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Request for Information and Comments on Research That Involves Adult Individuals With Impaired Decision-making Capacity

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AGENCY:

Office for Human Research Protections, Office of Public Health and Science, Office of the Secretary, HHS.

ACTION:

Notice.

SUMMARY:

The Office for Human Research Protections (OHRP), Office of Public Health and Science is seeking information and comments about whether guidance or additional regulations are needed to adequately protect adult individuals with impaired decision-making capacity who are potential subjects in research. This request for information and comments stems from the recommendation of an HHS working group, generated in response to the report published by the National Bioethics Advisory Commission (NBAC) entitled “Research Involving Persons With Mental Disorders That May Affect Decision-making Capacity” (December 1998), and from subsequent recommendations by the National Human Research Protections Advisory Committee (NHRPAC).[a]

In addition, as part of its charge to provide expert advice and recommendations to the Secretary of Health and Human Services (the Secretary) and the Assistant Secretary for Health on issues and topics pertaining to or associated with the protection of human subjects, the Secretary's Advisory Committee on Human Research Protections (SACHRP) has formed a Subcommittee on Inclusion of Individuals with Impaired Decision-Making in Research. This SACHRP subcommittee is currently considering whether guidance or additional regulations are needed for research involving individuals with impaired decision-making capacity. The information and comments submitted in response to this notice will be shared with SACHRP to inform the Committee's recommendations to the Secretary and Assistant Secretary for Health.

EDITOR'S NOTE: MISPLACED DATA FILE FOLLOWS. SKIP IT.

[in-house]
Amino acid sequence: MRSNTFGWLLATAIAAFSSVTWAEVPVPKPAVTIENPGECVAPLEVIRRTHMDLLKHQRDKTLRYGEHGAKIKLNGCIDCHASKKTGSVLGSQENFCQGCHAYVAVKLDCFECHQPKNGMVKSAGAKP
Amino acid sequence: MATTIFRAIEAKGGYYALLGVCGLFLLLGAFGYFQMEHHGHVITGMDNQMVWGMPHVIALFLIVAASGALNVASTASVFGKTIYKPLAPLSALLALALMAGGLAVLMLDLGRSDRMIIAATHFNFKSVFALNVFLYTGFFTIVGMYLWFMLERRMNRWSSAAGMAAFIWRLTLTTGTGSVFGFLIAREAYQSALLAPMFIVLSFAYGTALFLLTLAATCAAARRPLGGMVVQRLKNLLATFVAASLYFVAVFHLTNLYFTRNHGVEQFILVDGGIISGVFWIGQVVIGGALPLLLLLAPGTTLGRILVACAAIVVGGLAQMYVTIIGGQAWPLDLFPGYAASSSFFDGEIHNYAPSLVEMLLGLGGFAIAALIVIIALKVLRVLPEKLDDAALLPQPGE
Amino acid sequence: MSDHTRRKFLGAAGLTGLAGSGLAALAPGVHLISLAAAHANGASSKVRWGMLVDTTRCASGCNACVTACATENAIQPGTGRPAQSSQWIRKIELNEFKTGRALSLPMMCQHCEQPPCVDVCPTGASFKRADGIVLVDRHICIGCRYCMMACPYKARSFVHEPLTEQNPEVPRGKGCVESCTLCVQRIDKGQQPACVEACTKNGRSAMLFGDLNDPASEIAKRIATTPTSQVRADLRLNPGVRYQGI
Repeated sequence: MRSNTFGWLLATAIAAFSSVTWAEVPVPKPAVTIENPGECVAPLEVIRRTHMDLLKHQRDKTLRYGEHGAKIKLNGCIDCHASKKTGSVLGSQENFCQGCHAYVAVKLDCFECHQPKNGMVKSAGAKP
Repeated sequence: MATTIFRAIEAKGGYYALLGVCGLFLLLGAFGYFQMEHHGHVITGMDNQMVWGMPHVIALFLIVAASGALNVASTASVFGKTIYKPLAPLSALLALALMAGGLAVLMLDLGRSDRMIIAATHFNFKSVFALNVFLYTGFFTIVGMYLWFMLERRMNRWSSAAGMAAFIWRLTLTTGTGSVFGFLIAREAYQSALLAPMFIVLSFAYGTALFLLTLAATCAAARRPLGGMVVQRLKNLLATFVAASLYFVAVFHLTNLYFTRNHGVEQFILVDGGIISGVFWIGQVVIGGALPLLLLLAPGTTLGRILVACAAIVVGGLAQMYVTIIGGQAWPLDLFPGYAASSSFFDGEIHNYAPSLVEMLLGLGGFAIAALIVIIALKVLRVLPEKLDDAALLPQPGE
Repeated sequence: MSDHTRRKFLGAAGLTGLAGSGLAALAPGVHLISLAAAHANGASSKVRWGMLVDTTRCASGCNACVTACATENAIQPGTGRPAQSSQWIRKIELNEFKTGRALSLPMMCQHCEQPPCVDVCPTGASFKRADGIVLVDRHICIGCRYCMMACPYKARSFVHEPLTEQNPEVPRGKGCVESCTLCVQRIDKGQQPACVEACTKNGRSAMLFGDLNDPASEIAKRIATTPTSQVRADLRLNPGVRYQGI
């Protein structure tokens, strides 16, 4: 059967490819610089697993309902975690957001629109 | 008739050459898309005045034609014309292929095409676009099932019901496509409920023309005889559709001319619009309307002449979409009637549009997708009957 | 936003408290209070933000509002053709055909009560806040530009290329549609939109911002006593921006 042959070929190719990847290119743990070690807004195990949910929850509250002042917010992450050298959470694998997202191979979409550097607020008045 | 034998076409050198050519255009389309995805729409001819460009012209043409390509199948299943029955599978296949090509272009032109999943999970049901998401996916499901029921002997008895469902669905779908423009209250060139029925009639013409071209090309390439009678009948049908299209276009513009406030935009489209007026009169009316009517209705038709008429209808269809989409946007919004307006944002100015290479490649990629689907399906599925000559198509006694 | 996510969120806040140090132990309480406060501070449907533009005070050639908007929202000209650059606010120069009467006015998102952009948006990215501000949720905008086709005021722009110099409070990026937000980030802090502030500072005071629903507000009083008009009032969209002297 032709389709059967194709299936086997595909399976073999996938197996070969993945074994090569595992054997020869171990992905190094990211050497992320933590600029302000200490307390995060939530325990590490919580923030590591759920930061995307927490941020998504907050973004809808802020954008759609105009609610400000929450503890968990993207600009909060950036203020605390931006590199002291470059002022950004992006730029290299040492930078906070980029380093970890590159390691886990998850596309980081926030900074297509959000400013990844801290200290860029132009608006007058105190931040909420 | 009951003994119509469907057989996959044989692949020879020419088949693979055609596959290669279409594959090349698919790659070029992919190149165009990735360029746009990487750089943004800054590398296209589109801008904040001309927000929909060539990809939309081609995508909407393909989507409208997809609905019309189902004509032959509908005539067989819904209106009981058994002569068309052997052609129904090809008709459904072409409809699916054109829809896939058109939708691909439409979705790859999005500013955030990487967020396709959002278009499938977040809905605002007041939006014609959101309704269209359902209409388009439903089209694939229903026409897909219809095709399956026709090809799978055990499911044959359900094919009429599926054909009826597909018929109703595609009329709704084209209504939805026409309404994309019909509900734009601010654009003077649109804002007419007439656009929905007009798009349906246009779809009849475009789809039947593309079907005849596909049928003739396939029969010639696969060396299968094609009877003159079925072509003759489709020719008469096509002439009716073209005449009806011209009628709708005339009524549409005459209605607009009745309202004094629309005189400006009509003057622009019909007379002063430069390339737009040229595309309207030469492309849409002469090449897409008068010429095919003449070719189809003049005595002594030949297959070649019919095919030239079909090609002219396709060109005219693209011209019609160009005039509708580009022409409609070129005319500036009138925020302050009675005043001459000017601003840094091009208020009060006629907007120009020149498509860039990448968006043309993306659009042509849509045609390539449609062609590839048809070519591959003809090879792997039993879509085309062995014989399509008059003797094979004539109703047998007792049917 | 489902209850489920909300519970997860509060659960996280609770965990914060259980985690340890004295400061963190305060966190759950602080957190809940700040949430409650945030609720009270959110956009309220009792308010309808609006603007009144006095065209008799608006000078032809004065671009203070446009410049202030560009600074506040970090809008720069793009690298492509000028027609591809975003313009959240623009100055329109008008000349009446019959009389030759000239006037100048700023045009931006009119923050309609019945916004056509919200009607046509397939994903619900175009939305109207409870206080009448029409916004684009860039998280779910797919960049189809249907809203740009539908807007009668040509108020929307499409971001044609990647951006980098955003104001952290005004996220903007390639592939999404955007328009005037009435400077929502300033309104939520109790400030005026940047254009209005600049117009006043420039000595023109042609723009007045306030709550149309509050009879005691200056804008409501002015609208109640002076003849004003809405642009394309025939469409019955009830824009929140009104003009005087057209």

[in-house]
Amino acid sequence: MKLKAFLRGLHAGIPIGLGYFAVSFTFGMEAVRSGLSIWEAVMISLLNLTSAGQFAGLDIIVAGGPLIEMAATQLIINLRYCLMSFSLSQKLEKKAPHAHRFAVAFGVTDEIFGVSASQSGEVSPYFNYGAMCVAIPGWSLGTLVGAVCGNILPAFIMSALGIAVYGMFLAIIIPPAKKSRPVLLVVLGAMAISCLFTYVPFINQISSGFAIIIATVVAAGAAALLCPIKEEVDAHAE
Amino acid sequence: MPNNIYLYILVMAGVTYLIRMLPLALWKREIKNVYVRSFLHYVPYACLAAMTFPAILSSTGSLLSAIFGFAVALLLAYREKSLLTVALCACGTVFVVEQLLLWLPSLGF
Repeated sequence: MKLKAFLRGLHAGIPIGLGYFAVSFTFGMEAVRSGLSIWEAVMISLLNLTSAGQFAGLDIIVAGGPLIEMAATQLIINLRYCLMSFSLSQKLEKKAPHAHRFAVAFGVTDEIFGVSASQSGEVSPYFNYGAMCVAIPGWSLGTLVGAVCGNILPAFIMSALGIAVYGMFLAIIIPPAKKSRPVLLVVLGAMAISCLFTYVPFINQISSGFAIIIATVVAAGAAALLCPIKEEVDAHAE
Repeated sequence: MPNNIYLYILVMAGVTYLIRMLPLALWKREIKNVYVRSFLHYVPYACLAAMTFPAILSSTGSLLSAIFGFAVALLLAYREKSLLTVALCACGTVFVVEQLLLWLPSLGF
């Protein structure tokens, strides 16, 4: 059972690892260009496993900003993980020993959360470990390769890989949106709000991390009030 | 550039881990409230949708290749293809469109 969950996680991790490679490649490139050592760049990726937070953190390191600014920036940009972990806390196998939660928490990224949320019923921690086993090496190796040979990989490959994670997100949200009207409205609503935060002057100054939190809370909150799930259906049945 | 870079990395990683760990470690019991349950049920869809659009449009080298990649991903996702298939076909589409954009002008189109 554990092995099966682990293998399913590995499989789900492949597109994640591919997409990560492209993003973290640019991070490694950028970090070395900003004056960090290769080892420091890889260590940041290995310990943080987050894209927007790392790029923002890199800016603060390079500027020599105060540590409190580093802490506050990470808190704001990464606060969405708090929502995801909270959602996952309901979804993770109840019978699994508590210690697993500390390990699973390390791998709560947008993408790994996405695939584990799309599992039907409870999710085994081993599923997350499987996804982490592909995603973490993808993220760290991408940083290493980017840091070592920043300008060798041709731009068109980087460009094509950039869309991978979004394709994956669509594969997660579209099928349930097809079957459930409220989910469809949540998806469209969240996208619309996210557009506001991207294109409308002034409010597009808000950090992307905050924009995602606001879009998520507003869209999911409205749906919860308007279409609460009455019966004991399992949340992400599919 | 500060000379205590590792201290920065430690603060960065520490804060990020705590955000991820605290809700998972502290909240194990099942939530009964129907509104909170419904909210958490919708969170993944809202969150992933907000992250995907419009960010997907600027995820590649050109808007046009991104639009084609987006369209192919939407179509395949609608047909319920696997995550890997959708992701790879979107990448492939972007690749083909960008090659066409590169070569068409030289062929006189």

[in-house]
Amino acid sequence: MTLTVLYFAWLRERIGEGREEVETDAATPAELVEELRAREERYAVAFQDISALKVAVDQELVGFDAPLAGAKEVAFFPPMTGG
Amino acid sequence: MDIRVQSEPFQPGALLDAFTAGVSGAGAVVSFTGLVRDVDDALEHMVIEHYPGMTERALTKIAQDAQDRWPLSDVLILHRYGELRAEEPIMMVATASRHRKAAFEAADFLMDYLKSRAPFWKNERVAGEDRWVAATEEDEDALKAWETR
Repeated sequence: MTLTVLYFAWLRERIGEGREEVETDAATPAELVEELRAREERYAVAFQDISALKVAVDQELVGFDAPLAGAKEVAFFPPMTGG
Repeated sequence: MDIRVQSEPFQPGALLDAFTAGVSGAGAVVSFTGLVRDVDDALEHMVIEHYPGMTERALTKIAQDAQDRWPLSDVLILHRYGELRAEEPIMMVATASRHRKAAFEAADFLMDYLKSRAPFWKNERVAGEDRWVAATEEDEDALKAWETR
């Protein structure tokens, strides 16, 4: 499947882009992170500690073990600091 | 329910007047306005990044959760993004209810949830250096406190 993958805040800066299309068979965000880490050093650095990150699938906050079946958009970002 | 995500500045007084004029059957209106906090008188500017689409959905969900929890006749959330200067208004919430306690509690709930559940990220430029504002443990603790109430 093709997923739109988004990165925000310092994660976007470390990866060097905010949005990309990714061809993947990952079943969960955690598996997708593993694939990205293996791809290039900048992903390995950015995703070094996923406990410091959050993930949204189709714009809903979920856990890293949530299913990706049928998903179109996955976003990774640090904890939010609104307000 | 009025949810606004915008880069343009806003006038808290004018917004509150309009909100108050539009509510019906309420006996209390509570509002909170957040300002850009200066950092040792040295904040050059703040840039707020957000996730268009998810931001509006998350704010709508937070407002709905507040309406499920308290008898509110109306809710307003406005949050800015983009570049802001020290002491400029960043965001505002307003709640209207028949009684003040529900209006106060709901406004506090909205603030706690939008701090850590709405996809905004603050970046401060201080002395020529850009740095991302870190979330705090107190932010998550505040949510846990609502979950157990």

DATES:

Submit written or electronic information and comments by December 4, 2007.

ADDRESSES:

Submit written comments to REQUEST FOR INFORMATION ON RESEARCH THAT INVOLVES ADULT INDIVIDUALS WITH IMPAIRED DECISION-MAKING CAPACITY, Office for Human Research Protections, The Tower Building, 1101 Wootton Parkway, Suite 200, Rockville, MD 20852. Comments also may be sent via e-mail to impairedcapacityohrp@hhs.gov, or via facsimile at 301-402-2071. Comments received within the comment period, including any personal information provided, will be made available to the public upon request.

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FOR FURTHER INFORMATION CONTACT:

Julie Kaneshiro, Office for Human Research Protections, Department of Health and Human Services, The Tower Building, 1101 Wootton Parkway, Suite 200, Rockville, MD 20852; 240-453-6900; e-mail julie.kaneshiro@hhs.gov.

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SUPPLEMENTARY INFORMATION:

I. Background